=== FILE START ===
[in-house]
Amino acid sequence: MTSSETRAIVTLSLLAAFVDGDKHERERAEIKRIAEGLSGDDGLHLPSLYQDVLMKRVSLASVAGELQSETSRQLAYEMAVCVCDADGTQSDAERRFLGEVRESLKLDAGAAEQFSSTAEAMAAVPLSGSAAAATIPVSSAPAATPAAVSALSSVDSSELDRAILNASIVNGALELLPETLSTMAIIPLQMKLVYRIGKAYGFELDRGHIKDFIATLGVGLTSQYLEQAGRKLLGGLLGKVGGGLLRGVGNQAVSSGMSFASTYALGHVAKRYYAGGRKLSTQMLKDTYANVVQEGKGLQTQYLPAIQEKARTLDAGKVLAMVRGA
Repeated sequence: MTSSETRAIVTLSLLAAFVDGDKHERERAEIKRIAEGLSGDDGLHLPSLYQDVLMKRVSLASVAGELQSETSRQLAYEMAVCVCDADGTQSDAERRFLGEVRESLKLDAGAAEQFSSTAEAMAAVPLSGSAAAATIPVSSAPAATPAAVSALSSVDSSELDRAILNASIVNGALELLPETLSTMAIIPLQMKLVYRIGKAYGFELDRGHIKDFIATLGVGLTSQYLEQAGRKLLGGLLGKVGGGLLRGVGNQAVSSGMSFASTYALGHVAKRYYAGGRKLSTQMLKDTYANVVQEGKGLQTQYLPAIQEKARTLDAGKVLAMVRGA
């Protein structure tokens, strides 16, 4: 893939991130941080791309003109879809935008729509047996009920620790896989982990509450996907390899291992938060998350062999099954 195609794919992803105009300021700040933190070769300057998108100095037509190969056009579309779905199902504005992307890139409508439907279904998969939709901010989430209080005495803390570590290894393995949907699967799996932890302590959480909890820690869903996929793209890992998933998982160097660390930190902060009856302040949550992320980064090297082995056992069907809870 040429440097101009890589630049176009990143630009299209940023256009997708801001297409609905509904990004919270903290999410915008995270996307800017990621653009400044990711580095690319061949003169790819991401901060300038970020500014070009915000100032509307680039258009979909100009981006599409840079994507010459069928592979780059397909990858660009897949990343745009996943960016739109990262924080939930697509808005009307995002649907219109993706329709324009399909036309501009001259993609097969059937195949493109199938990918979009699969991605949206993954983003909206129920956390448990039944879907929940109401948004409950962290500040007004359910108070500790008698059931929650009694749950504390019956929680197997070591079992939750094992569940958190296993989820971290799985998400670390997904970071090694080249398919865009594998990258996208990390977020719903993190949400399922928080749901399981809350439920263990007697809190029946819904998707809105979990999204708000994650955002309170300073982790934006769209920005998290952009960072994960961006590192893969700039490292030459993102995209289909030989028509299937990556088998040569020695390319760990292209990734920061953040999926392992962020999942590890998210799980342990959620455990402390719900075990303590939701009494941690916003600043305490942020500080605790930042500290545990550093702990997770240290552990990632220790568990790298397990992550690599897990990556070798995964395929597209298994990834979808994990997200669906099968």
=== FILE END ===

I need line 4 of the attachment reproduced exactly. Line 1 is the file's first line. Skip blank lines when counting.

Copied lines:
């Protein structure tokens, strides 16, 4: 893939991130941080791309003109879809935008729509047996009920620790896989982990509450996907390899291992938060998350062999099954 195609794919992803105009300021700040933190070769300057998108100095037509190969056009579309779905199902504005992307890139409508439907279904998969939709901010989430209080005495803390570590290894393995949907699967799996932890302590959480909890820690869903996929793209890992998933998982160097660390930190902060009856302040949550992320980064090297082995056992069907809870 040429440097101009890589630049176009990143630009299209940023256009997708801001297409609905509904990004919270903290999410915008995270996307800017990621653009400044990711580095690319061949003169790819991401901060300038970020500014070009915000100032509307680039258009979909100009981006599409840079994507010459069928592979780059397909990858660009897949990343745009996943960016739109990262924080939930697509808005009307995002649907219109993706329709324009399909036309501009001259993609097969059937195949493109199938990918979009699969991605949206993954983003909206129920956390448990039944879907929940109401948004409950962290500040007004359910108070500790008698059931929650009694749950504390019956929680197997070591079992939750094992569940958190296993989820971290799985998400670390997904970071090694080249398919865009594998990258996208990390977020719903993190949400399922928080749901399981809350439920263990007697809190029946819904998707809105979990999204708000994650955002309170300073982790934006769209920005998290952009960072994960961006590192893969700039490292030459993102995209289909030989028509299937990556088998040569020695390319760990292209990734920061953040999926392992962020999942590890998210799980342990959620455990402390719900075990303590939701009494941690916003600043305490942020500080605790930042500290545990550093702990997770240290552990990632220790568990790298397990992550690599897990990556070798995964395929597209298994990834979808994990997200669906099968």